Google Wins Publisher’s Lawsuit over AdSense Termination–Bradley v. Google
By Eric Goldman
Bradley v. Google, Inc., 2006 WL 3798134 (N.D. Cal. Dec. 22, 2006)
I’m struggling with developing a policy regarding blogging about pro se lawsuits (i.e., lawsuits brought without a lawyer) against major companies like Google. On the one hand, often they are obviously futile money-grabs, so blogging about them gives them more legitimacy than they deserve; or in other cases, the lawsuits are just trolling for publicity, and blogging on them contributes to the desired but undeserved payoff. On the other hand, these cases often facilitate the development of legal precedence. For example, major companies can use pro se lawsuits to achieve early landslide wins that can be cited when meatier cases arise.
All this is a long way of saying that I wonder if this lawsuit is truly blog-worthy; if you have strong views, please email me and let me know. (Sorry, comments are still down after the comment spam attack).
In this case, Theresa Bradley was a website publisher who signed up for AdSense. She also has a JD (don’t get me started on the unique problems posed by lawyers as plaintiffs) and is a habitual plaintiff, with 35+ lawsuits under her belt. Ever curious, she clicked on the AdSense-served ads displayed on her website to see who was advertising there. She investigated the ads often enough that Google kicked her out of the AdSense program. Although the opinion doesn’t use the term “click fraud,” that’s what many people would call this behavior. The opinion implies that her AdSense account had $5 in it at the time of termination.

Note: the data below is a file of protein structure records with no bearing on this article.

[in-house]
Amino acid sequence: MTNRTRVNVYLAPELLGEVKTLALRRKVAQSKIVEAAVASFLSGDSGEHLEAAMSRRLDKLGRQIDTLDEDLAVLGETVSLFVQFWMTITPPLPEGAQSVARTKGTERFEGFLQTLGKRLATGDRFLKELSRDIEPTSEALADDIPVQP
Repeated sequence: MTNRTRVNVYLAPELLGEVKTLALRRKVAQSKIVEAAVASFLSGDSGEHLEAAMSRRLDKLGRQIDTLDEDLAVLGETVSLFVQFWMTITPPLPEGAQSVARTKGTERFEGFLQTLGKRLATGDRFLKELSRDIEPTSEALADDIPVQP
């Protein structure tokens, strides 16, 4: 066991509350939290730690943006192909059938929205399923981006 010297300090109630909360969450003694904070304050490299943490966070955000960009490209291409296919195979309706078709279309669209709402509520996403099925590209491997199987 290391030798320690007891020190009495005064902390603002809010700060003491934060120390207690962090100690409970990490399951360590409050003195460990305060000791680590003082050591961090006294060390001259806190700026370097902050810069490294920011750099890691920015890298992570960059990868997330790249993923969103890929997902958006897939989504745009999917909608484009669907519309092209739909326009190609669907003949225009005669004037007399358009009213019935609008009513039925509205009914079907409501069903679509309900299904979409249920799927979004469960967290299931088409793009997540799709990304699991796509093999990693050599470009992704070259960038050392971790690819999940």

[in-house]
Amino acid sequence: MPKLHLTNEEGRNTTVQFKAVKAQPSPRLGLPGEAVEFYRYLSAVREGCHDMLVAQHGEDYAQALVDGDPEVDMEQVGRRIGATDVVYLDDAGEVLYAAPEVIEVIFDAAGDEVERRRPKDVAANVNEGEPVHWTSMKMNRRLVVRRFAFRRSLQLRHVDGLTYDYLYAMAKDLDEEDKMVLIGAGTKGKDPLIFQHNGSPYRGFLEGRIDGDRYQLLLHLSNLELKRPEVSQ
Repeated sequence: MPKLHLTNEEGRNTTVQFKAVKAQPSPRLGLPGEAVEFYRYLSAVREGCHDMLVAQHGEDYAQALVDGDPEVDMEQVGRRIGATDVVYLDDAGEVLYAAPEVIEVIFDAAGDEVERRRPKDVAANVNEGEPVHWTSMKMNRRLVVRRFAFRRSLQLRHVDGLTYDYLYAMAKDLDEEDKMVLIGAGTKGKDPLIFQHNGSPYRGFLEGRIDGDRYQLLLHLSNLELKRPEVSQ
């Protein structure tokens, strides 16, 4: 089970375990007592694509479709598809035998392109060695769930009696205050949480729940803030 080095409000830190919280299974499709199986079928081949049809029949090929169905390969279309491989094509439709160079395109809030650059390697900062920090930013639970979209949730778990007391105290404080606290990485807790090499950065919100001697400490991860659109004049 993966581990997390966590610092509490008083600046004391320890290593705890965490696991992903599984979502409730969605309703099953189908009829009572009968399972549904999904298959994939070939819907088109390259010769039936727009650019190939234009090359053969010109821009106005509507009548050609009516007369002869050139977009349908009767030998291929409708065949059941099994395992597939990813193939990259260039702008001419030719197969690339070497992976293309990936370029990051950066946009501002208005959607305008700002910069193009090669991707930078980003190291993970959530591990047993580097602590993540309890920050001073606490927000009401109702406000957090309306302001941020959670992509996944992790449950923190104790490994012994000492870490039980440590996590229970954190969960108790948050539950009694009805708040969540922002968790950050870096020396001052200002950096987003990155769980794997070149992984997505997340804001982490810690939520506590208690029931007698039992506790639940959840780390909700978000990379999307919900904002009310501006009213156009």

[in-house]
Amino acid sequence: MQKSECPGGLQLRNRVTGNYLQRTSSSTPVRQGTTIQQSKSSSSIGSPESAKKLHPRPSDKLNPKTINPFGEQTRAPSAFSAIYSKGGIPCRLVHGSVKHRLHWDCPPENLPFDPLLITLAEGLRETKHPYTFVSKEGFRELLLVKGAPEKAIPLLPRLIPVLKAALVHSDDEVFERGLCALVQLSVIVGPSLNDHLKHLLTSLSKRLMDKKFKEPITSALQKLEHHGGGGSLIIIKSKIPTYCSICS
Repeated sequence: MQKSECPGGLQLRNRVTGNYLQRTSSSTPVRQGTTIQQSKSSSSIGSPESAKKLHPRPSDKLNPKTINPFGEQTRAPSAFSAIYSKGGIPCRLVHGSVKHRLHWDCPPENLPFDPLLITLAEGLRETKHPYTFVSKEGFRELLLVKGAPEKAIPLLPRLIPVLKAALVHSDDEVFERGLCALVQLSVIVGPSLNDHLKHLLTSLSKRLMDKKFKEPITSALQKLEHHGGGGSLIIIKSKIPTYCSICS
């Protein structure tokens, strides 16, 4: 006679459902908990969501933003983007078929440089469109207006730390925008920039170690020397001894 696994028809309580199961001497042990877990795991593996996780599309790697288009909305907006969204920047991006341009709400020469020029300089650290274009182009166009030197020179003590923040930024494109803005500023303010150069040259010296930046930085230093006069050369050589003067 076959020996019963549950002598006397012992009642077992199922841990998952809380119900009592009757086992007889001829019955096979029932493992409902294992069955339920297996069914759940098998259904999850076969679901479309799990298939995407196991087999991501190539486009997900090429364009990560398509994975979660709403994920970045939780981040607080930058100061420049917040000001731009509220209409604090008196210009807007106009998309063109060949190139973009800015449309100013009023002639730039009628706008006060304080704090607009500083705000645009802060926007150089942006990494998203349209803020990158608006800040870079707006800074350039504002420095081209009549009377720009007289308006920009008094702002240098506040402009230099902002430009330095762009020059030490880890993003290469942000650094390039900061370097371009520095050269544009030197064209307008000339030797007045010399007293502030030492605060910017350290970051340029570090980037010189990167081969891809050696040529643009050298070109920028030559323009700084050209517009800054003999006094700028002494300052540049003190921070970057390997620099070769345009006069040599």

She fought back in court, bringing the equivalent of a wrongful termination lawsuit. She also claims that Google wiped out incriminating evidence from her Gmail account. The court rejected almost all of her claims with limited ability to amend; but her claim that Google destroyed her personal property by deleting emails survives even if she doesn’t amend. It could be a significant development if email deletion qualifies as the destruction of personal property, but based on the early stage in this case, the court hasn’t reached that conclusion yet (although it may be consistent with Ninth Circuit precedent).
Despite the fact that Bradley’s suit wasn’t thrown out entirely, the lesson is clear–AdSense publishers will not have legal recourse if they get kicked out of AdSense. Then again, every AdSense publisher knows not to click on their own ads…
UPDATE: Rebecca takes issue with the court’s reasoning.